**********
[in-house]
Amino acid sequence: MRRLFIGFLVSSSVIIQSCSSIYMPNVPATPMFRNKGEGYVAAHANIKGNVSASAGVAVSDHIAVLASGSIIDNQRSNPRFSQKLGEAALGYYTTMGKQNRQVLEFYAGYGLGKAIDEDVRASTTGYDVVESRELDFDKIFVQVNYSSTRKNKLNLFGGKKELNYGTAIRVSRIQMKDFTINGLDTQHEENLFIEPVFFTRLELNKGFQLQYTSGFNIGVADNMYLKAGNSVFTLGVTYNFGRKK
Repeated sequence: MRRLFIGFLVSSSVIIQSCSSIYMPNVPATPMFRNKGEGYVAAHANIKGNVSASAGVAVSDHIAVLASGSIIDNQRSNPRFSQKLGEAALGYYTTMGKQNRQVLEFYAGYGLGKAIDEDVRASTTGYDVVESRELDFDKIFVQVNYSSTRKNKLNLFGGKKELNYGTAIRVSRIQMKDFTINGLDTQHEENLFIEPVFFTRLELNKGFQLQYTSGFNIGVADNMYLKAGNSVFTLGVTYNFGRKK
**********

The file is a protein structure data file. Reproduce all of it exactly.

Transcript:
[in-house]
Amino acid sequence: MRRLFIGFLVSSSVIIQSCSSIYMPNVPATPMFRNKGEGYVAAHANIKGNVSASAGVAVSDHIAVLASGSIIDNQRSNPRFSQKLGEAALGYYTTMGKQNRQVLEFYAGYGLGKAIDEDVRASTTGYDVVESRELDFDKIFVQVNYSSTRKNKLNLFGGKKELNYGTAIRVSRIQMKDFTINGLDTQHEENLFIEPVFFTRLELNKGFQLQYTSGFNIGVADNMYLKAGNSVFTLGVTYNFGRKK
Repeated sequence: MRRLFIGFLVSSSVIIQSCSSIYMPNVPATPMFRNKGEGYVAAHANIKGNVSASAGVAVSDHIAVLASGSIIDNQRSNPRFSQKLGEAALGYYTTMGKQNRQVLEFYAGYGLGKAIDEDVRASTTGYDVVESRELDFDKIFVQVNYSSTRKNKLNLFGGKKELNYGTAIRVSRIQMKDFTINGLDTQHEENLFIEPVFFTRLELNKGFQLQYTSGFNIGVADNMYLKAGNSVFTLGVTYNFGRKK